Evacuation Diagrams According to Australian Standards

Evacuation Diagrams According to Australian Standards

A key component of AS 3745-2010 is the provision of evacuation diagrams. These diagrams are intended to provide emergency and evacuation information for occupants and visitors. They should contain concise, clear and appropriate detail to inform occupants and visitors in an emergency.

Fire Evacuation Diagrams are an important element of your facility’s safety plan and should be included in your fire safety and emergency response management systems.

Fire evacuation diagrams need to clearly show info regarding evacuation procedures, installed equipment, details of the evacuation assembly area and exits.

The following are the key requirements for evacuation diagrams to comply with Australian Standard 3745-2010:

Location  

Evacuation diagrams shall be displayed where occupants and visitors are able to view them. The Emergency Planning Committee has a role to determine the location and number of evacuation diagrams for a facility.

Position

The evacuation diagram should be positioned at a height not less than 1200 mm and not more than 1600 mm above the floor.

Orientation

Each evacuation diagram shall have the correct orientation with regard to the direction of egress and its location to the ‘YOU ARE HERE’ point. Where an assembly area diagram is included, it shall have the same orientation to the rest of the diagram.

Minimum Elements

AS 3745-2010 lists a range of elements which must be included in the evacuation diagram, such as designated exits, fire fighting equipment and the location of where the evacuation diagram is installed within the facility (i.e. the ‘YOU ARE HERE’ location).

Optional information

AS 3745-2010 provides an option to include additional information on the evacuation diagram, such as, other emergency information and equipment. The inclusion of this optional information is to be considered by the Emergency Planning Committee, but is not a mandatory requirement of AS 3745-2010.

Size

The minimum size of an evacuation diagram is A4 (i.e. 210 mm x 297 mm) with a pictorial representation of the floor or area of at least 200 mm x 150 mm or an area of at least 30 000 mm2 . However, where any additional information is included—that is, anything in addition to the items listed in clause 3.5.5—the minimum size of the evacuation diagram is A3 (i.e. 297 mm x 420 mm) with a pictorial representation of the floor or area of at least 300 mm x 200 mm or an area of at least 60 000 mm2 .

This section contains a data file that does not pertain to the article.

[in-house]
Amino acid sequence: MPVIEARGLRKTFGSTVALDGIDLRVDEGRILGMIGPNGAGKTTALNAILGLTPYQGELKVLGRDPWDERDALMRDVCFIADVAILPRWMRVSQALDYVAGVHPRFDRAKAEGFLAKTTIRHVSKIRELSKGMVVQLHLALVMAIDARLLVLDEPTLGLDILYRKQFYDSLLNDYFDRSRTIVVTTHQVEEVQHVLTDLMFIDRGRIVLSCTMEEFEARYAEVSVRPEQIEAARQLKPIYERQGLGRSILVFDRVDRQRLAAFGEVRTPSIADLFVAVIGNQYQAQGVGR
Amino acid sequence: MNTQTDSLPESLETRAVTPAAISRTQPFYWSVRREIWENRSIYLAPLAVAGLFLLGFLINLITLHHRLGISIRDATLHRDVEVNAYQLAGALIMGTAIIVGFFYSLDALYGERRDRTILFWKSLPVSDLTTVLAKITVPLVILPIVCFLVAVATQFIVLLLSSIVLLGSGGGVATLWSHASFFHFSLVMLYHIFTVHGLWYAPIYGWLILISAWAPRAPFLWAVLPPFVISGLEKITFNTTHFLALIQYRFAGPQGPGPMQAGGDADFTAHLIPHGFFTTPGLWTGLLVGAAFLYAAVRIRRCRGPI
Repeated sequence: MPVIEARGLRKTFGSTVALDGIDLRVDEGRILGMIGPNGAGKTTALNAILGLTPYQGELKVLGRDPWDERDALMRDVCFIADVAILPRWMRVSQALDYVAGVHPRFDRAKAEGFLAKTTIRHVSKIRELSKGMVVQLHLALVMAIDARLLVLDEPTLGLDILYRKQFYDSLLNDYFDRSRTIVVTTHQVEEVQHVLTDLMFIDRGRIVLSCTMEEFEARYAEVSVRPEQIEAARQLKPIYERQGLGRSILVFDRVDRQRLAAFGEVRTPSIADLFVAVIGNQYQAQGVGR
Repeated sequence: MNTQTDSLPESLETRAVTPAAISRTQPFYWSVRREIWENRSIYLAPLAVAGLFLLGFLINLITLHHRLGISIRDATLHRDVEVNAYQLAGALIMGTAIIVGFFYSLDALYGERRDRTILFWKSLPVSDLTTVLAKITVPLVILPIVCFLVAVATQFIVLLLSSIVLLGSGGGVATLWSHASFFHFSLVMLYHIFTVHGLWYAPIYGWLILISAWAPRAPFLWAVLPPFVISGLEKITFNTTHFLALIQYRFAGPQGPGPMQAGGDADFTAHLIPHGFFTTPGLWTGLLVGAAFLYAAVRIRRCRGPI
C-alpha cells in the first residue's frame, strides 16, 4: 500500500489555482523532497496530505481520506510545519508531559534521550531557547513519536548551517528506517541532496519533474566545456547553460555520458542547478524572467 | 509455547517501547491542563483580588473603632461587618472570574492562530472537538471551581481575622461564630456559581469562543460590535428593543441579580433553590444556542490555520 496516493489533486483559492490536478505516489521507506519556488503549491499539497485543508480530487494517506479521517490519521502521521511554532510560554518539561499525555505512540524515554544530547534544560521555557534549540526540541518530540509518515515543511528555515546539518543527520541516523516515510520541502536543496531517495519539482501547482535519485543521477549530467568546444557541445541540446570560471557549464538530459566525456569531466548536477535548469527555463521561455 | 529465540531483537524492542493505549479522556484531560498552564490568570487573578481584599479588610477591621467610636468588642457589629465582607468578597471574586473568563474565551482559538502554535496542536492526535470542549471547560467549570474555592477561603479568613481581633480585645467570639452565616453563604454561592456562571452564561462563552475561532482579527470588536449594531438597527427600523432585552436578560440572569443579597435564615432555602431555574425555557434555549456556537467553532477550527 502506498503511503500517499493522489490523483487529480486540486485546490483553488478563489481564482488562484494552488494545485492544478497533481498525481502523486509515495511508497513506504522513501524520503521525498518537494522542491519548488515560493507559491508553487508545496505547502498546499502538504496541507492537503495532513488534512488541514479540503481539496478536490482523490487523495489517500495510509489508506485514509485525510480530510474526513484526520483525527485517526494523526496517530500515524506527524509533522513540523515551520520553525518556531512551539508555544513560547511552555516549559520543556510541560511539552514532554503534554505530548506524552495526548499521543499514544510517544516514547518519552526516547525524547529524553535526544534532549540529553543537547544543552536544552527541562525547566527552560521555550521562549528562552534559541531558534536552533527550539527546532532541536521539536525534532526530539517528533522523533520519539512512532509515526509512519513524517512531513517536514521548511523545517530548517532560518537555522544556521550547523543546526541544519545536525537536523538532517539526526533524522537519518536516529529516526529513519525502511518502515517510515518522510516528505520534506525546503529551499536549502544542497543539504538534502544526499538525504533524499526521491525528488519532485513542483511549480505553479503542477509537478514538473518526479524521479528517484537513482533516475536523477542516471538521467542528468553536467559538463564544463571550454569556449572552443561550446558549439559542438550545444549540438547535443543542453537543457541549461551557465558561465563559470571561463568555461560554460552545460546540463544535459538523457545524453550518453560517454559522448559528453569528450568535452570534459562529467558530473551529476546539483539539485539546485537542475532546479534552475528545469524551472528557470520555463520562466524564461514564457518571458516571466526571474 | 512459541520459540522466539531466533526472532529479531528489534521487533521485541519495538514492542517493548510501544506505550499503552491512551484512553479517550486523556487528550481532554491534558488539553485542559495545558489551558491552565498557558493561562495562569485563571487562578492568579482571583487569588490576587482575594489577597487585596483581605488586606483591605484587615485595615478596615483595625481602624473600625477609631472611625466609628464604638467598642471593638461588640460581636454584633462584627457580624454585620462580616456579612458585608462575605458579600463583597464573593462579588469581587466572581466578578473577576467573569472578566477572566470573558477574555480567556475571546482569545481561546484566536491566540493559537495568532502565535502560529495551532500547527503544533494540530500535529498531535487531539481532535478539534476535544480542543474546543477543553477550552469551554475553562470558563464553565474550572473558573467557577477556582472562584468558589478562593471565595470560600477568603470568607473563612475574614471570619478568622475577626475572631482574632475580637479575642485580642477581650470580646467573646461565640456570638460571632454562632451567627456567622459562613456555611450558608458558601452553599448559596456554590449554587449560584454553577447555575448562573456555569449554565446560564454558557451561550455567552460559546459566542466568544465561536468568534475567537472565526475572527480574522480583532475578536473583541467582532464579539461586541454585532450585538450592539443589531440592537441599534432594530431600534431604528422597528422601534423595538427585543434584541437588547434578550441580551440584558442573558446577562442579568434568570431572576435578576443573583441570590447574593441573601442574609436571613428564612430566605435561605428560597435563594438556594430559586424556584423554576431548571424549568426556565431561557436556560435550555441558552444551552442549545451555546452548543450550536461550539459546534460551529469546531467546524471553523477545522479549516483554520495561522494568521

Ensure facility occupants could easily and quickly get the info they need to evacuate the facility in the event of an emergency. As an important component of a property’s fire safety and emergency response management systems, evacuation diagrams are actually supposed to inform occupants of the emergency evacuation procedures, instructions and locations of the closest emergency exits, fire products, the assembly areas and who to phone in the event of an emergency.

FCF Fire & Electrical Fire Evacuation Diagram

Do the evacuation diagrams in your facility meet Australian Standards? Under the Australian Standard AS 3745-2010: Planning for Emergencies in Facilities, evacuation diagrams must be displayed in conspicuous positions along the evacuation route of the facility and must be orientated with the layout of the building.

In case your organization needs assistance in improving your emergency evacuation diagrams or perhaps would like us to go through the compliance of your current diagrams, please feel free to contact FCF Fire and Electrical.

Fire Safety Best Practices at the Workplace

Fire Safety Best Practices at the Workplace

Fire is one of the biggest threats in the workplace. There is no existing device that can predict a fire and no definite assessment on a fire that has not yet happened. It is all about perfect fire safety planning to ensure an efficient escape from its dangers. To prepare for these unforeseen events, there is a need to comply with fire safety requirements for persons conducting a business.

In this article, our aim is to get to know the best practices at the workplace.

Best Practices for Fire Safety

workplace fire safety equipment
Photo Credit: Getty Images

The number of ways to minimise the risk of fire in your workplace is endless. Here are some of the practices worth noting down:

  1. Install “no smoking” signs and strictly implement it. If the office has smoking areas, disposing of cigarettes properly should be imposed to the employees.
  2. Declutter. The best places for a fire to take control over are those with piles of waste and clutter. With good housekeeping at your own workplace, there should be minimal risk of fire.
  3. Store flammable liquids in metal containers. Oily or solvent soaked rags should be used with caution and disposed of properly.
  4. Familiarise the firefighting equipment in your business and the location for each. Fire extinguishers in your workplace have designated installation positions near exit doors and fire prone areas. Employees should be able to spot them easily.
  5. Store chemicals in a safe compartment. Read the information sheet about hazard warnings to ensure safety storage and usage.
  6. Electrical wirings and fixtures should be kept in order. Avoid using too many electronics in one socket and minimise the use of adapters to eliminate the hazard of faulty electrical connections.
  7. Prepare a list of all emergency contact numbers and make it accessible to everyone in the office.
  8. Conduct fire safety drills for all employees. Knowing how to use a fire extinguisher is crucial in the workforce. Make sure workers are able to identify the different types of fire extinguishers and are able to function it properly through the training provided.

Responding to Fire

Having a fire plan in the workplace is a priority in any business. This involves the procedures once a fire occurs, fighting fire and evacuating the area.

Evacuate the Building

building evacuation due to fire alert
Photo Credit: Tom Huntley

The first thing to do when a fire occurs is to make sure employees can get out of the building safely. An evacuation plan has to be set out for every employee to familiarise and practice through a fire drill. Every department should be oriented about their specific route towards the fire exit. When you happen to discover the fire first, use this step-by-step guide in responding efficiently: